Apparently, buckwheat is one of the most beloved superfoods in Lithuania. The World Health Organization (WHO) has included this and other staple grains in the list of must-have products during self-isolation. According to experts, buckwheat is affordable, easy to prepare, and has a long shelf life. The grain is healthy, as it contains many valuable nutrients and complex carbohydrates. Buckwheat is also rich in insoluble dietary fibre, contains amino acids and plant-based proteins and is rich in B1, B2, B3, B6 vitamins and rutin necessary for maintaining the nervous system.
It also contains minerals such as manganese, important for metabolism and growth, copper for heart health, magnesium for maintaining nerve and muscle health, iron to prevent anaemia, and phosphorus necessary for growth and bone health.
However, buckwheat also contains oxalate and should be consumed with caution by people with kidney stones. It is also not recommended for people with grain allergies. There are
340 calories, 13.3 grams of protein, 72 grams of carbohydrates, 3.4 grams of fat, and 10 grams of fibre in 100 grams of buckwheat. Based on the healthy-eating pyramid, people should eat various products containing complex carbohydrates, and a daily portion of cooked buckwheat can be as much as 200-300 grams. Nutritionists advise eating buckwheat that has been soaked in water overnight, or cooking for 10 to 12 minutes.
In Lithuania, the “buckwheat diet” (eating nothing but this grains for a few days) has become extremely popular in recent years, but the key to good health is a well-balanced diet.
I have eaten buckwheat pancakes at a restaurant in Kaunas, as well as having it as a hot cereal. The pancakes are also featured in some of the old Lithuanian cookbooks. Some of them use buckwheat flour, but not the whole grain cereal. Like many grains, they can be made sweet or savoury, and personal taste dictates whether they are a vehicle for honey or fruit preserves, or sour cream (which goes with everything); or mixed with spinach, onion and paprika. Again, many recipes in Lithuanian can be tricky due to variances in spoon sizes and expressions, such as stiklinė (literally a glass, which we would call a cup). There are even recipes that do not actually specify amounts… This is probably because Lithuanians are quite logical, and expect one to be able to figure it out. Here are a few recipes for whole-grain buckwheat pancakes, and a gift from Latvia – popped buckwheat.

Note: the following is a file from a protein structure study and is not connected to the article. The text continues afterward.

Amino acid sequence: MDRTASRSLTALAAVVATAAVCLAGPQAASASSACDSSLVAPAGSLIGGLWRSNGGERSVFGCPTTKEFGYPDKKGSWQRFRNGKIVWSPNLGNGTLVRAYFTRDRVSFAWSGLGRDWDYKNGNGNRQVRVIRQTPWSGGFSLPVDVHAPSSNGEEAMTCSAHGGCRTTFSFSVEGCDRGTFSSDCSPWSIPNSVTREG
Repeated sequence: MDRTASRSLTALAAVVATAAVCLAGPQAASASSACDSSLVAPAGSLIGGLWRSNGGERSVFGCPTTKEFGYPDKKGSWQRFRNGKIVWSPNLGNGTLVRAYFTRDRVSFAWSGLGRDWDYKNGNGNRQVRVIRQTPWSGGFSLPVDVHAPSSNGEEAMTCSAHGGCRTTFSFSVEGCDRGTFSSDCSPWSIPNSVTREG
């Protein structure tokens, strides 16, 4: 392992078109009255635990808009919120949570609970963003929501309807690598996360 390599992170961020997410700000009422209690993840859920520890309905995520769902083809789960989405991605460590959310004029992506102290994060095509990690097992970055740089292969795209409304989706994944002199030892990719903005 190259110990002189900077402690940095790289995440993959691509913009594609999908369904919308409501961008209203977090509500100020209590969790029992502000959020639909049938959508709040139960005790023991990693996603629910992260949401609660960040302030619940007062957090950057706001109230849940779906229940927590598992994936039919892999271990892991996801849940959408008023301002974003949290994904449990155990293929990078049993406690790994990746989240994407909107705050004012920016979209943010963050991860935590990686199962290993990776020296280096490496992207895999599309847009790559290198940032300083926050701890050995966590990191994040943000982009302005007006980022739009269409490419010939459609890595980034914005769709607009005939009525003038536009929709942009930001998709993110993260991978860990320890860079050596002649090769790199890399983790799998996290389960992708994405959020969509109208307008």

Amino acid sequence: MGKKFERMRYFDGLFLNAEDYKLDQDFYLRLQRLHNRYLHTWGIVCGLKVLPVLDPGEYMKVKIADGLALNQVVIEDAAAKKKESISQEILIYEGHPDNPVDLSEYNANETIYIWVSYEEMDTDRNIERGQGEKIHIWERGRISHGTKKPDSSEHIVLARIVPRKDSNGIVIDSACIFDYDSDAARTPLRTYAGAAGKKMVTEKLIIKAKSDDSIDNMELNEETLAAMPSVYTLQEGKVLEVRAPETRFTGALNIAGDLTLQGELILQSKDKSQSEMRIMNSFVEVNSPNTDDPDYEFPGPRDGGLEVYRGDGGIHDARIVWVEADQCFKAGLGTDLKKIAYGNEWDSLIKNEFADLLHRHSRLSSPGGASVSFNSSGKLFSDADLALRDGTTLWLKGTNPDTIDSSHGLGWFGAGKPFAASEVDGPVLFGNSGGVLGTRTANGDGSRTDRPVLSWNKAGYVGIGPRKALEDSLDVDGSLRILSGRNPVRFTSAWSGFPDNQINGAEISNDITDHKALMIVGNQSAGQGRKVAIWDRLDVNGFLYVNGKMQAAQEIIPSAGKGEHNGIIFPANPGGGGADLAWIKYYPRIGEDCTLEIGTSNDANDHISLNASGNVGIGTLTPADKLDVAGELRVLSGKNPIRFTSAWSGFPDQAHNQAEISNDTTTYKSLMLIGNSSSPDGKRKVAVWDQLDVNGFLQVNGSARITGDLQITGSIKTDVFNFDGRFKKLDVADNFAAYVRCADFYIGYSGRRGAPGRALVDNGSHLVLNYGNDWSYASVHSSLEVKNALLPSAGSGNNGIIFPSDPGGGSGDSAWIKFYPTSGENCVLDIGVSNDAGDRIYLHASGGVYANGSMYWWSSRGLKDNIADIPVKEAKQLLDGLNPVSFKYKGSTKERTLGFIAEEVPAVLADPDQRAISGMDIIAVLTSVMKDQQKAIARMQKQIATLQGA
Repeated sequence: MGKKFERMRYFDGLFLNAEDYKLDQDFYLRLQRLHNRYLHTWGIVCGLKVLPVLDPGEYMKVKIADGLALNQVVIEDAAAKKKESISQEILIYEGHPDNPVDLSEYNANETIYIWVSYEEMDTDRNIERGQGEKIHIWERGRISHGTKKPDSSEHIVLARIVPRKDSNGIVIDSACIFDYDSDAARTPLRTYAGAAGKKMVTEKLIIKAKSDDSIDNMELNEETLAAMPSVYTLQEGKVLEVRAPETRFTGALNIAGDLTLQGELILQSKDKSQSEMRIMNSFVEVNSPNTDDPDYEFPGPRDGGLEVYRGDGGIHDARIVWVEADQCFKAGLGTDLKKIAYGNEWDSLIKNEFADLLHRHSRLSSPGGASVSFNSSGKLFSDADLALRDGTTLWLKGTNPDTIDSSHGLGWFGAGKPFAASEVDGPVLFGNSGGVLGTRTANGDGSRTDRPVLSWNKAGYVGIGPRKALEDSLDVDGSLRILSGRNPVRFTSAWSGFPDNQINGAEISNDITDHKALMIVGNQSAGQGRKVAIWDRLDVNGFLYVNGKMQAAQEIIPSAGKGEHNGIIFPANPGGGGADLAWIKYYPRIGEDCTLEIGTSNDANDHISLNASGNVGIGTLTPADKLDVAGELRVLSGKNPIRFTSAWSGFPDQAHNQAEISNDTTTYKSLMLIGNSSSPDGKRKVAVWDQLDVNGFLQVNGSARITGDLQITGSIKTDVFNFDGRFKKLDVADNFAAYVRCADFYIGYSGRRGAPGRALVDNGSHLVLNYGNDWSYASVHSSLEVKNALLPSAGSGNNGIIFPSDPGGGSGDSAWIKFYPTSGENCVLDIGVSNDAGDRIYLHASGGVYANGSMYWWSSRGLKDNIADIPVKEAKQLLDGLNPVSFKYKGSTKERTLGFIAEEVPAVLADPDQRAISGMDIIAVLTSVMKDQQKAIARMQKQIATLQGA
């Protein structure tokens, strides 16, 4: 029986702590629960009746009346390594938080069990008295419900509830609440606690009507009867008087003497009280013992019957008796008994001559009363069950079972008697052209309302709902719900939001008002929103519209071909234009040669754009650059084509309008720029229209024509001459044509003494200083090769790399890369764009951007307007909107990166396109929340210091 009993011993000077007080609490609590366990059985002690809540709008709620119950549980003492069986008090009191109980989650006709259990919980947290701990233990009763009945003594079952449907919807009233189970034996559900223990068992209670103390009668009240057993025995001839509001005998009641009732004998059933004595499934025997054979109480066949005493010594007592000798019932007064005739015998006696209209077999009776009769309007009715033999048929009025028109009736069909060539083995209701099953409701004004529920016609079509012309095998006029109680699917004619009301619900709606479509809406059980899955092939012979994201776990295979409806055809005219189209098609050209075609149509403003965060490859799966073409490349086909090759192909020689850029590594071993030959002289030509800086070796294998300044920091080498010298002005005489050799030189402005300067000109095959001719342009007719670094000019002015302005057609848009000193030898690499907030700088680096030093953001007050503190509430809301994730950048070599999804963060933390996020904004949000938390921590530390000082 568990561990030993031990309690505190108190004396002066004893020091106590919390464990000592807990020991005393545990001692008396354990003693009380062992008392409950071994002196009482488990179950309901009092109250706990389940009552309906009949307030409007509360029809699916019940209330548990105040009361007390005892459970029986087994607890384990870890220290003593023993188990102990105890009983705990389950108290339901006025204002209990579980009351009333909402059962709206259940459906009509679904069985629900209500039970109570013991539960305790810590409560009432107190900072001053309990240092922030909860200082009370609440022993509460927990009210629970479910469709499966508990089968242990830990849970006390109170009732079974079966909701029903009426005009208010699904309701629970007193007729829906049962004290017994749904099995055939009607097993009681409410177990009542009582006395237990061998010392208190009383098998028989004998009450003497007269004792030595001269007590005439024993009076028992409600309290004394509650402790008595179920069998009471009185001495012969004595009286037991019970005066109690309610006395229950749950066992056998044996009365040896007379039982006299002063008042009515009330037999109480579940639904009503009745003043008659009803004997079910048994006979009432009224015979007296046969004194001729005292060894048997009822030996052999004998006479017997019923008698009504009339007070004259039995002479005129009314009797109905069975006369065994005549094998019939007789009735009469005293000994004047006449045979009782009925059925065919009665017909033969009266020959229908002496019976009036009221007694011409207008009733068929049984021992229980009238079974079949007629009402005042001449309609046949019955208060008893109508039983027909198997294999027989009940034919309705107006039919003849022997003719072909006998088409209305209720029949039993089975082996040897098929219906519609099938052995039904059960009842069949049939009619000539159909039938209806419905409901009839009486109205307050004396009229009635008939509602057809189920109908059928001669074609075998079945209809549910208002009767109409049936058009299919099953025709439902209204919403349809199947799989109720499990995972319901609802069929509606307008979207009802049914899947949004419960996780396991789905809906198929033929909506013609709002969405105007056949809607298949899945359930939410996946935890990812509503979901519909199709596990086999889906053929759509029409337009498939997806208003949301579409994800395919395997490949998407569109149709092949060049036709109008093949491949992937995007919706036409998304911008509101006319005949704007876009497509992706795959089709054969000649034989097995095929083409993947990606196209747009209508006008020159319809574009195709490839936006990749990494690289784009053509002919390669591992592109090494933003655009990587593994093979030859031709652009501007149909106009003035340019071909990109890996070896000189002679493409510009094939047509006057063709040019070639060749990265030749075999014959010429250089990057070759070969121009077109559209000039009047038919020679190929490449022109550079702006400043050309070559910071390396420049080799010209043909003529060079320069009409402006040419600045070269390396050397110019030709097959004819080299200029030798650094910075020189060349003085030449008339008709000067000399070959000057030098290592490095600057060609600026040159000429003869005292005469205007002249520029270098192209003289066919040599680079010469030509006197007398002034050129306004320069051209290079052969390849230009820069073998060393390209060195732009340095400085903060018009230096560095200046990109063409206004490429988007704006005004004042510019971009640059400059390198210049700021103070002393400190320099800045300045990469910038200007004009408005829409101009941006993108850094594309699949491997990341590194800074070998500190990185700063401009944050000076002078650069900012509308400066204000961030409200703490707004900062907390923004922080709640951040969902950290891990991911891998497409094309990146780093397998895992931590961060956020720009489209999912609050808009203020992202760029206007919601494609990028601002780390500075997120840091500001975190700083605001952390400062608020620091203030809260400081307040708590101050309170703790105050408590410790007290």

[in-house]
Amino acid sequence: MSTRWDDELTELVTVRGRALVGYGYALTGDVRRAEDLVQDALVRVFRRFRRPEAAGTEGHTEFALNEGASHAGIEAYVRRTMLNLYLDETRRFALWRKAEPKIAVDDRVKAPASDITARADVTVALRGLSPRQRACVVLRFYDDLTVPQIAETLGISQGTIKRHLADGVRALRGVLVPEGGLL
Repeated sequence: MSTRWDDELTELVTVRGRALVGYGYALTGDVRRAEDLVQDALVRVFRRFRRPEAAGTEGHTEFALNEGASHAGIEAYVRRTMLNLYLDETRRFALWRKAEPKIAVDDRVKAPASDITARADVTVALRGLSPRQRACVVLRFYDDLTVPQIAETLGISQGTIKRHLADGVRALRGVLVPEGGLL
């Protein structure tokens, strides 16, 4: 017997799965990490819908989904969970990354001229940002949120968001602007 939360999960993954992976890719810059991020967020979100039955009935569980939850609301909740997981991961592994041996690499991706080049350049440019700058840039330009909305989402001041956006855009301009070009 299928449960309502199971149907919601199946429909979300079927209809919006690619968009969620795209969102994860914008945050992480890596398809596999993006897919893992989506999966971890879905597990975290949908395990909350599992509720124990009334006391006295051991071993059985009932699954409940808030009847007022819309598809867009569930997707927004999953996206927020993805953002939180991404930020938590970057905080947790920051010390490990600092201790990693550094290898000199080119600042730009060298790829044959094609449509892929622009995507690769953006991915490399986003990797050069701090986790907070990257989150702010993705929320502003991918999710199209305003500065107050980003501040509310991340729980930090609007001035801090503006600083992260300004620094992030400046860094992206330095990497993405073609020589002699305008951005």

Simple Buckwheat Pancakes
• 1 cup buckwheat (cooked)
• 2 cups water
• 1 cup flour
• 2 eggs
• 1 “šlakelis” (probably a splash) milk
• 1 pinch salt
• 1 tsp or more sugar or honey
Combine ingredients and fry in oil. Serve with syrup, jam, sour cream and/or bacon bits*.
*Bacon bits (spirgučiai) in Lithuanian cuisine are not dry bacon, but sauteed with chopped onion, and can be a basis or a garnish for many dishes.
Savoury Buckwheat Pancakes
A more creative recipe
• 125 grams buckwheat (4.4 oz., or about ½ cup)
• 1 egg
• 5 tablespoons flour
• 1 handful spinach
• “some” onion, to taste
• 1 clove garlic
Cook the buckwheat, add egg, chopped spinach, onion and garlic. Add flour, mix and fry in oil. Serve with sour cream and/or bacon bits.
Buckwheat & Vegetable Pancakes
Another example of culinary precision (but our Moms did this too)
• 3 cups soaked or cooked buckwheat
• 2-3 tablespoons flour
• 1-2 eggs
• 1 onion
• 1 carrot
• 1 teaspoon sweet paprika
• 1 or 2 cloves garlic minced
• Chopped parsley
• Salt and pepper
Combine all ingredients, fry pancakes in butter or oil. Serve with sour cream and/or bacon bits.
Boil buckwheat in water without seasoning. Spread the buckwheat on a tray to dry. Heat oil in a saucepan, add buckwheat into the hot oil. Add salt, sugar, or other spices as preferred.